Can’t Stop is a game that I recovered from my parent’s house. I can’t recall really playing it as a kid, and I wish I would have because it’s pretty fun! You roll 4d6 and then make 2 pairs of the dice, and add the numbers up. Then you have to place markers in those two columns of the board. Each column is associated with a number, and each column’s length is dependent on where it falls of the probability bell curve. For example, there are more spaces in the 7 column than any other, and 2 and 12 have an equal number of spaces (2), as do all of the “opposing” numbers (eg 3 & 11, 6 & 8). You have to place 2 of the 3 white markers in the columns you choose based on the dice you rolled, and then you roll again. You make another pair of numbers and place them in the columns you’ve already chosen. If you can’t place them there (or choose not to), you then place your third marker. At this point, you have to be able to advance a marker up a number’s column each roll, or you lose all the progress you’ve made so far. So you get a “press your luck” kind of effect.
The game is fun! I enjoy the “press your luck” effect, and there’s a strategy in deciding which columns to go for, taking into consideration where your opponent is. Because if you’re fighting for a column, the one who gets to the top claims it, and all the effort other players have put into this column is lost to them (their markers are removed). The first person to close out 3 of the 12 columns like this is the winner. As you may have discerned by this point, it’s a 2 to 4 player game.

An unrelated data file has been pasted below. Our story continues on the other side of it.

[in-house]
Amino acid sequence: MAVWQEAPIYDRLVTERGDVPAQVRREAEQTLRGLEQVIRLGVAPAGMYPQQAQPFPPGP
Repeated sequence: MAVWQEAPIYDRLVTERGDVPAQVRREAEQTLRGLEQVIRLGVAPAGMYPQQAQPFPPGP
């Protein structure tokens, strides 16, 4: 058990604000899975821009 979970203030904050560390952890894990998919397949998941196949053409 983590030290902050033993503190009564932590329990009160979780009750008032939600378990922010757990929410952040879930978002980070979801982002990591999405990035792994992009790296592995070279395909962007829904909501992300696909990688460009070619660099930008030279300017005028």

The first game I won by taking 12, 6, and some other number. John had closed out at least one number as well. The second game I won by closing out 6, 7, and 8 (playing the center). While they all remain open, you can really run with this one, since they’re the most probable numbers. You can’t run forever though =) It’s kind of like the old joke:
A man and his son are hiking in the woods. The man is an experienced hiker, and his son is just getting into the activity. The man is wearing a nice, sturdy set of hiking boots. He notices that his son is wearing a pair of running shoes.
“Son” the man says, “why are you wearing running shoes? Wouldn’t your hiking boots be more appropriate?”
“But Dad” says his son, “I hear there are bears in these woods.”
“Surely you don’t think you’ll be able to outrun a bear, son!” exclaims his father. “Why, bears can run at speeds of up to 35 miles an hour!”
A sly smile crosses the boy’s face. “I don’t have to outrun the bear, Dad. I just have to outrun you.”
In fact, if you can maintain a “safe” lead on your opponent while enticing him to think that he might just be able to pass you, you can kill two birds with one stone. This requires a fairly early presence in the three center tracks, and probably won’t work when you’re past the half point before he starts in. Also, if you maintain an even distribution (if you can), you’ll move more slowly and are more likely to have a column stolen from you. So you may have to jump-start one of them to keep ahead, hence closing it out early and making the probability of getting a “center three” that much less.
All in all I enjoyed the game, and I think it’ll hit the table again soon. It has an unfortunately large form factor (my copy is from 1980). I don’t know if the reissue by Face2Face games is any smaller. It looks the same (the “Stop Sign” design). John really liked it, and thought it’d be a hit at his house.
(originally posted to my blog)
Our group has just recently begun playing Can't Stop, and it's become one of our most popular "filler" games. For a game based solely on the rolling of four dice, it does offer the players tough choices along with some subtle tactics. It really is fun, and that's what gaming should be all about.